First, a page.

Wednesday, October 5, 2011

Forging American Communism: The Life of William Z. Foster: a personal view




A much more personal book.

Finished it this morning on the train.

The character of CP leaders and culture comes out more.

Eugene Dennis is a sarcastic one.... he nicknamed the CP's failed policy of having its leaders go underground during the McCarthy period the "Five Minute to Midnight" policy. Probably some kind of Hollywood reference, but very sarcastic indeed.

Foster comes across a highly energetic, deeply self-sacrificing, individual. It kind of explains that twinkle in his eyes one notices in all the pictures and brief film clips.

When Foster took his break between 1932-1936 in the USSR, it wasn't for physical health, it was for mental health primarily, an interesting side note not picked up on other biographies, probably due to the CP's effort to hide the embarrassment of psychological problems on the parts of its leaders.

Foster's deepest friends for life were the Anarcho-Syndicalists of his youth, and despite their never joining the CP, he was closer to them than any of his CP comrades.

Foster's personality was always calm, and his voice was soft, but everyone knew underneath it lay a burning rage, that could fly to surface at any given moment. They weren't contradictory parts of his personality though, they almost perfectly complimented each other.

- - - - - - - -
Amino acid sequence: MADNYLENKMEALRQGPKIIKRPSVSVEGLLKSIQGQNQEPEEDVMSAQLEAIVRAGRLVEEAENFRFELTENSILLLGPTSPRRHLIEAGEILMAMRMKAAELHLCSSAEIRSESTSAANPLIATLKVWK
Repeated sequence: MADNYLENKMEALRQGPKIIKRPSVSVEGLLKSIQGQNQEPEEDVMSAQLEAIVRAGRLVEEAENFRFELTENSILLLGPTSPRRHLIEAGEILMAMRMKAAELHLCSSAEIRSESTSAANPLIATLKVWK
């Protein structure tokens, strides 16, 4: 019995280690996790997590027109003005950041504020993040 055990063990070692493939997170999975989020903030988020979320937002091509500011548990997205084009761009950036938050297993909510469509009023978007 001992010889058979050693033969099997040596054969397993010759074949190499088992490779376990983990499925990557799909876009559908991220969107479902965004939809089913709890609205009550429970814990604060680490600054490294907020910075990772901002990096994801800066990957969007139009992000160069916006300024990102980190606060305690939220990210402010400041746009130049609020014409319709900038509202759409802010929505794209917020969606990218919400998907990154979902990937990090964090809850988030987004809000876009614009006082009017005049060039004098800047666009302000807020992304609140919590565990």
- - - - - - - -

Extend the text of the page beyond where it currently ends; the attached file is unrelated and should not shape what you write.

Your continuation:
Foster and his wife's relationship was an odd one. Foster opposed pro-creation, but helped raise the three children she already had. (No one knew who the father of Ester's other children were, because Ester lived in a Utopian Anarchist Commune, practicing free love, before she hooked up with Foster for life.)

Foster and Ester had a one bedroom apartment, but other than the bedroom they shared, they kept apart. Two rooms were Foster's. Two others were Esther's.

Foster was a movie buff, going as often as he could to movies.

Foster was also a fan of New York Yankees, and his apartment was very close to the stadium.
Foster's last political act was on his 80th Birthday in Moscow, when he scolded Khrushchev over the Sino-Soviet Split from his hospital bed, in front of reporters.

His Five history books "Outline Political History of the Americas", "History of the Communist Party of the USA", "History of the Three Internationals", "History of the Negro People in America", and "Outline History of the World Trade Union Movement", were not just used in Soviet Schools, but also forced on U.S. POWs during the Korean War.

(Some of these POWs remained in the DPRK. Perhaps Foster's books convinced them (?))
This book is much more personal, drawing not from his writings, but from his FBI files and Soviet Records.

It paints a more deeply psychological and personal history than any of the other bios.


Caleb T. Maupin

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